So, What Do I DO ??
Recently, I noticed that when these stories get published on The Mighty pages, there are comments that we, as authors, can see. (I know, right? You’d think I’d have looked for that immediately!) In response to an essay I wrote about things I don’t admit on my bad days (https://themighty.com/2017/02/bad-pain-day-struggles/) someone left a response that I hadn’t previously thought about.
Basically, I was asked what can someone do to support a person dealing with chronic pain.
Seriously. And in thinking about it, I realized it’s something I’ve never been asked before. After 21 years of being chronically ill within a marriage, what I came up with surprised even me.
- Give Me Space. I know that doesn’t sound helpful, but sometimes it’s exactly what I need. This disease is relentless. And it’s progressive. Which means that every time I think I come to terms with it and how I am feeling, it changes and I have new stuff to deal with. It makes me angry and it makes me cry and sometimes I don’t even know how to help myself so I definately don’t know how you can help.
2. Give Me A Hug. Yeah, coming right ‘after give me space’ this makes no sense
whatsoever. BUT… a hug can go a long way. You see, I get that you want to help
me and I get that you don’t want to see me in pain. Hell, I see the pain in your
eyes when you look at me this way and all I want to do is make it go away and I
can’t, so how can you? And we both know words don’t help when I’m like this.
But a gentle hug says so much more than any words ever could.
3. Get The Kids On Board. OK. So this is a tough one if not impossible, but I’m
going to say it. Most of us with Chronic Illnesses are women, so I am addressing
this as a mom. I just physically cannot do the stuff I used to. Some days, just
vacuuming is an issue. So any day you can get the kids out of my hair is a
blessing. Be creative and make up quiet games or get them to help make dinner
or clean up. If they’re older-like my actual children-remind them that I seriously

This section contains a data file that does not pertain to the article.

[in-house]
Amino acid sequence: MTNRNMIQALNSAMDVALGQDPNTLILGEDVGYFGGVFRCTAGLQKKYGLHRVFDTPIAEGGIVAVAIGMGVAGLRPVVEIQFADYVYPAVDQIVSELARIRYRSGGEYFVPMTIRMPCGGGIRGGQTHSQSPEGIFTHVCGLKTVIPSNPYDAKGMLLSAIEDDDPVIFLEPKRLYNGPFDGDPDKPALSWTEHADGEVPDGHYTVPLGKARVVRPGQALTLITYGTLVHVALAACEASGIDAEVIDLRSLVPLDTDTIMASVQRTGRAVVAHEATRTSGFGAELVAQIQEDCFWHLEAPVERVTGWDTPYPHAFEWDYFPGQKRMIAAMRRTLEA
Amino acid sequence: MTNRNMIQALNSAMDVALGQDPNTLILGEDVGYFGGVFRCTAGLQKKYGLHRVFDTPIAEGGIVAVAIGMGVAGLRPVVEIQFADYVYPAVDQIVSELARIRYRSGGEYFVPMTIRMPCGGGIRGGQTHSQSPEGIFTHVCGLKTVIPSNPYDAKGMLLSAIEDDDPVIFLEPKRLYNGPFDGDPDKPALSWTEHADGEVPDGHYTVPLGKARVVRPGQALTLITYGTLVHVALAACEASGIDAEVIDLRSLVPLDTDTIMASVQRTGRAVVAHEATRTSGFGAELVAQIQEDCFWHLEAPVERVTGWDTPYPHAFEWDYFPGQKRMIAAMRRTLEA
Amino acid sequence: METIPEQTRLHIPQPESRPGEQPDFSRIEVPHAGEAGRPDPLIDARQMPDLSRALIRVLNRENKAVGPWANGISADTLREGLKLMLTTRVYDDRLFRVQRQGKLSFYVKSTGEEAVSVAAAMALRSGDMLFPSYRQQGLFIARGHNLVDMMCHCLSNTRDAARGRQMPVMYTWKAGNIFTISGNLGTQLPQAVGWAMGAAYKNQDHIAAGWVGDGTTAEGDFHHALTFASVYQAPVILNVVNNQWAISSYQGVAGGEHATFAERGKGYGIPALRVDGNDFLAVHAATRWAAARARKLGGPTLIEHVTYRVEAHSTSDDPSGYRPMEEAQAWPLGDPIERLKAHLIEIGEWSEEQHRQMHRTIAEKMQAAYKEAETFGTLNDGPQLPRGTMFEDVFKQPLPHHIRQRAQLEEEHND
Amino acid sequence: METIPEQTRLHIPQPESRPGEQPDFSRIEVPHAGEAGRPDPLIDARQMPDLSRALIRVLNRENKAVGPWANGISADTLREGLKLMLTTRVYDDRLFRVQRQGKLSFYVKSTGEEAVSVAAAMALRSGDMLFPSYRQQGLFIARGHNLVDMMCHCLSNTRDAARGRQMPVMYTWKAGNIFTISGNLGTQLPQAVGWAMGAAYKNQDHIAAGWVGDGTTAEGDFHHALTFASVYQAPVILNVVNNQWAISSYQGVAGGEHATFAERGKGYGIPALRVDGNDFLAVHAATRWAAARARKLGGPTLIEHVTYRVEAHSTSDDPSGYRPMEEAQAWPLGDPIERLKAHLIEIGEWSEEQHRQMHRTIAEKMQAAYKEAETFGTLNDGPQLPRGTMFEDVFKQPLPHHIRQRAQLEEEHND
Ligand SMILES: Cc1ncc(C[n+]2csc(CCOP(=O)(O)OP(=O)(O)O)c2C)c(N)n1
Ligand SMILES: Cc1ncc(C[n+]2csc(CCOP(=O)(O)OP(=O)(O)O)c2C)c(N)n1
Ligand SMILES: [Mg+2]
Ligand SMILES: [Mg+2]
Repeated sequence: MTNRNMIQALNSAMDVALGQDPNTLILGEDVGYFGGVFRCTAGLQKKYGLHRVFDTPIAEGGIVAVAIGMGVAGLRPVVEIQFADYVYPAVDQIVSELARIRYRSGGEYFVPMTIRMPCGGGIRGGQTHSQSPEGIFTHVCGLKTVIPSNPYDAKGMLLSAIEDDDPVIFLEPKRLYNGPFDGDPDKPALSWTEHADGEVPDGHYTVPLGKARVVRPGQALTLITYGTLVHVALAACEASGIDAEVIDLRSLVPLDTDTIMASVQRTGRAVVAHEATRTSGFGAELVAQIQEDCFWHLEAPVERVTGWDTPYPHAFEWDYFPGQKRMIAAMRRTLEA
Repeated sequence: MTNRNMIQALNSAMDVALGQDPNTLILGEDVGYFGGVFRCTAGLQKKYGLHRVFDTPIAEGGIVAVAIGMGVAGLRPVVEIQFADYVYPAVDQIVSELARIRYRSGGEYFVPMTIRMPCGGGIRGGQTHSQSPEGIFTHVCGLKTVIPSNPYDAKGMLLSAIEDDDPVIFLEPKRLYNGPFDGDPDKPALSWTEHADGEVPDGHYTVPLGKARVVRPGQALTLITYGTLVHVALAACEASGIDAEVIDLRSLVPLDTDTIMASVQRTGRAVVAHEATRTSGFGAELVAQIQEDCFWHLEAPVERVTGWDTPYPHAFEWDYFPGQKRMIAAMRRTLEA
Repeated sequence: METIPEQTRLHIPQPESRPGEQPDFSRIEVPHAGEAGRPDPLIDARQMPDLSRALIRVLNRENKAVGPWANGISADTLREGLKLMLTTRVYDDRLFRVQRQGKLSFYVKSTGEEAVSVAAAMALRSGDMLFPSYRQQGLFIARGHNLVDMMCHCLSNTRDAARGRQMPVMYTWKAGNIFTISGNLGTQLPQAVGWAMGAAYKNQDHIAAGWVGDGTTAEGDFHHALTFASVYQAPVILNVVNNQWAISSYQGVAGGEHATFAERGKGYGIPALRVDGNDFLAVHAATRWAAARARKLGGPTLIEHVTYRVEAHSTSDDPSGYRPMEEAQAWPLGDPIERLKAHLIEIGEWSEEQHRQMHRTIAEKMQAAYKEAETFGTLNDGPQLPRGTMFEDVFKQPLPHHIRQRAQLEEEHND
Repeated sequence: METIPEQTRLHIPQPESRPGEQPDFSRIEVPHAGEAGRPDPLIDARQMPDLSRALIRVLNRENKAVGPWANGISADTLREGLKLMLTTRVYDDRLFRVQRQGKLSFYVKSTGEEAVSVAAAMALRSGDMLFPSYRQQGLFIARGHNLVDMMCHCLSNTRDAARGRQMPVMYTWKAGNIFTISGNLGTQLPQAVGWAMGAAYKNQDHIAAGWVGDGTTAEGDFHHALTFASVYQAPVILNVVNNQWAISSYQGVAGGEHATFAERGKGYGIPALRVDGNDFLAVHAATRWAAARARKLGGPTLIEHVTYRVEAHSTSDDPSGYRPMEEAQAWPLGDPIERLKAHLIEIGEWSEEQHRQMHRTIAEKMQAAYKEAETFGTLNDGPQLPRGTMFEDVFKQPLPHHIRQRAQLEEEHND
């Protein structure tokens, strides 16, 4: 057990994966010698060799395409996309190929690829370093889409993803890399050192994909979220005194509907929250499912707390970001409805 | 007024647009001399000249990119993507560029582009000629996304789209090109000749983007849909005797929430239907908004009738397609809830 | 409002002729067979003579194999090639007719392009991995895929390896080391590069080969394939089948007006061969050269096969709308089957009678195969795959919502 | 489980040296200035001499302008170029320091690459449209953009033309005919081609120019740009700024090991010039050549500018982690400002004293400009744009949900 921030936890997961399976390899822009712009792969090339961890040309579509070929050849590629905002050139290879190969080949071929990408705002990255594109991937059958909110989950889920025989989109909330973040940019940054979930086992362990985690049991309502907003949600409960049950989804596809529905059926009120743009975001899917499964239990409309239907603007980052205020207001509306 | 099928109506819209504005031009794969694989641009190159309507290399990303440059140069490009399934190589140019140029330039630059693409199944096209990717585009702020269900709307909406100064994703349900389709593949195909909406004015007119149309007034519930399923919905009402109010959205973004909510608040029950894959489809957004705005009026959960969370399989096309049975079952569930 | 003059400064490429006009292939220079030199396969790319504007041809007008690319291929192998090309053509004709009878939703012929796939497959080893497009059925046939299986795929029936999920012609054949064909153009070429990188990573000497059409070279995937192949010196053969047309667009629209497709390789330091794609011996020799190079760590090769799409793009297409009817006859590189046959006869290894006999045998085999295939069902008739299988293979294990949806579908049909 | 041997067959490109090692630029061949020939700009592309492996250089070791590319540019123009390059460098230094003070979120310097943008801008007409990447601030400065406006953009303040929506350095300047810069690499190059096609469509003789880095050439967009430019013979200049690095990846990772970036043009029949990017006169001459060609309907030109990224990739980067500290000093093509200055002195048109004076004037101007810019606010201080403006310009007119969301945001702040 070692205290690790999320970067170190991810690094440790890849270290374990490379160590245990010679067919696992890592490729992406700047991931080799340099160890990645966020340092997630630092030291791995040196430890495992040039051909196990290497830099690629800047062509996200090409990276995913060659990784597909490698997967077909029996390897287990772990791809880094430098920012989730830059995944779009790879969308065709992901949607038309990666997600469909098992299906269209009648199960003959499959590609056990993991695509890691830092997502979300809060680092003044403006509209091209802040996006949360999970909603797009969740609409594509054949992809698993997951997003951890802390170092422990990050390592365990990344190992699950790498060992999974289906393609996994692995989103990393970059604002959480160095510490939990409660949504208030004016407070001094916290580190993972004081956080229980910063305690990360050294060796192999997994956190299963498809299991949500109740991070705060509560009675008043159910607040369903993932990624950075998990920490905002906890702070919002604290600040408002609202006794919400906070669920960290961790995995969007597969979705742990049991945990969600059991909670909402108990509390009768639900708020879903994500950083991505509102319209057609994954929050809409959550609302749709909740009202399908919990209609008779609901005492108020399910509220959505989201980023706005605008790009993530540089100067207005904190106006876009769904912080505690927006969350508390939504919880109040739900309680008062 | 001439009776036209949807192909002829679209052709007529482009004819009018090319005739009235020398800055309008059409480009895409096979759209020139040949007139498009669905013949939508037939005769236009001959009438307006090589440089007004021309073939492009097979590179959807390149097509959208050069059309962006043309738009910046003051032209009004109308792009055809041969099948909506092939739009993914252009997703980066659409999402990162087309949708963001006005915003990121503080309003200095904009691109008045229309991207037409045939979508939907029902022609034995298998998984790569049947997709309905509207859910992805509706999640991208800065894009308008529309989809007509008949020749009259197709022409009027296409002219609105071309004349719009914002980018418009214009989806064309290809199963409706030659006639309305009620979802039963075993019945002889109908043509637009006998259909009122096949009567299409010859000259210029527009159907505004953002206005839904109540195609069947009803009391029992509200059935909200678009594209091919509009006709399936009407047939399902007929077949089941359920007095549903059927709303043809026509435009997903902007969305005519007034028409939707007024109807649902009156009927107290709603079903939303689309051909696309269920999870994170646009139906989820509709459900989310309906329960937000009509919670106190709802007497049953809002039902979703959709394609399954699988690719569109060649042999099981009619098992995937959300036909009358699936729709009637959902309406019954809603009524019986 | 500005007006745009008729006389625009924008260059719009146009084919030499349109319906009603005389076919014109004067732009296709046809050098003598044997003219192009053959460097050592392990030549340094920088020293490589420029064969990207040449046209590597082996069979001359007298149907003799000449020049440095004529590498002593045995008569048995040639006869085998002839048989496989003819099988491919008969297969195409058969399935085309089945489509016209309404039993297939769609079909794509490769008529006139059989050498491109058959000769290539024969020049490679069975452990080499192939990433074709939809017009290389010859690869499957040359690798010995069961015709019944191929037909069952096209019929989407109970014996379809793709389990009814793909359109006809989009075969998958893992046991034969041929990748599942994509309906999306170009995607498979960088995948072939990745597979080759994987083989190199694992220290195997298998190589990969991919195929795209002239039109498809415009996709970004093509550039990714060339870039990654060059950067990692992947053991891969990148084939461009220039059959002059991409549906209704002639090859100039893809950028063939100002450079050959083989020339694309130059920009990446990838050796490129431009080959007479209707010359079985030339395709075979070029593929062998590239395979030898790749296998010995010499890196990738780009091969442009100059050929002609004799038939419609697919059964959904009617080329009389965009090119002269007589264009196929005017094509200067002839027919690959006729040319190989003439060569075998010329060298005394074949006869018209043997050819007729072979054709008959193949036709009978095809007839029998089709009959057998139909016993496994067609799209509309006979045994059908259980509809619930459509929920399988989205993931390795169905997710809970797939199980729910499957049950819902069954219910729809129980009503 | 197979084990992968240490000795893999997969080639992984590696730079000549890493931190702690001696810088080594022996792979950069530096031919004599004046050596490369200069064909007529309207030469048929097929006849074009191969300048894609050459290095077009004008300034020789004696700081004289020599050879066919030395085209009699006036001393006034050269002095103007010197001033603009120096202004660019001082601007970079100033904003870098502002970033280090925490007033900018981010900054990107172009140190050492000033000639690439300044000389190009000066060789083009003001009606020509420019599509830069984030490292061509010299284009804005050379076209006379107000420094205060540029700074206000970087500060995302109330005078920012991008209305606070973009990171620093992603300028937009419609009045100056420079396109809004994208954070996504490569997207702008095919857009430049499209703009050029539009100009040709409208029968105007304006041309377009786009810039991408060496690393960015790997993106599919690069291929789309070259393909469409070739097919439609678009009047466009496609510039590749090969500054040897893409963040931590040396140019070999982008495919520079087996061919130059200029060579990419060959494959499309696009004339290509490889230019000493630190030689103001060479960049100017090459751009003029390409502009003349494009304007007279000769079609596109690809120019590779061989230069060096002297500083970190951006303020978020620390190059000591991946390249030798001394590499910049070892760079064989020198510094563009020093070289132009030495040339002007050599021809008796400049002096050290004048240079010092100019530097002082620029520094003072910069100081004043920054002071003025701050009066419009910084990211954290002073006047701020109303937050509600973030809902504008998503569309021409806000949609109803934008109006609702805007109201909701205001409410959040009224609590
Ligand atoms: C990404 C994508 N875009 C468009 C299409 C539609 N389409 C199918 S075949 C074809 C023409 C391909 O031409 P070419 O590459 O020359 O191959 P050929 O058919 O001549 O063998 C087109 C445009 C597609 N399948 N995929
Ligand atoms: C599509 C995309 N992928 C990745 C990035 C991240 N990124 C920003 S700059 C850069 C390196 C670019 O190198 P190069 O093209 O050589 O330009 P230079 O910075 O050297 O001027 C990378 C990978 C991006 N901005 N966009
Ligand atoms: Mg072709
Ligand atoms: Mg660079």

can’t carry their laundry up the stairs and lizards can survive on one day of no
food if I forget to feed them because you work out of town and… I’ll stop here. And ladies-don’t expect perfection if your guy is helping out here. There is none in the world of children or chronic pain. He’s trying.
4. Help Me Find My Bliss. Going philosophical here, but it’s not as highbrow as it
seems. Just talk to me about my pain. Talk to me about what I need in reference
to my pain. The sweetest thing my husband ever did for me was to purchase a
personal TENS unit (Electrical muscle stimulation) to help relax my muscles. I
love it! (That and the nightly backrubs when I was overexerting myself caring for
my mom) Find out what works and buy it, do it, commit to it. It’s hard and
disappointing when I’m alone in trying to make a change that I know will help
reduce my pain.
5. Talk With Me. Ask me how I’m doing. And listen to my answer. Then ask me
how I’m REALLY doing because you know I lied to you when I said I’m ok the
first time. I know you’re tired too. And I know you work hard. You may be the
only one actually holding down a job. I don’t want to add to your stress. Talking
with me lets me know you want to know what I’m going through even though
you can’t fix it. And also know I don’t expect answers. Maybe just a hug...
6. Appreciate Me. Understand that the things I mentioned in the beginning are
always true. And it affects me mentally. I feel like a burden more than you will
ever know. Becoming chronically ill, autoimmune, disabled, a pain patient, any
or all of the above while in a loving relationship changes everything. I know it’s
not what you signed on for no matter what you say. Those little romantic
gestures other women are so nonchalant about can change my whole week.
But the most important advice I can give is to go with your gut! Go with Love. It always works!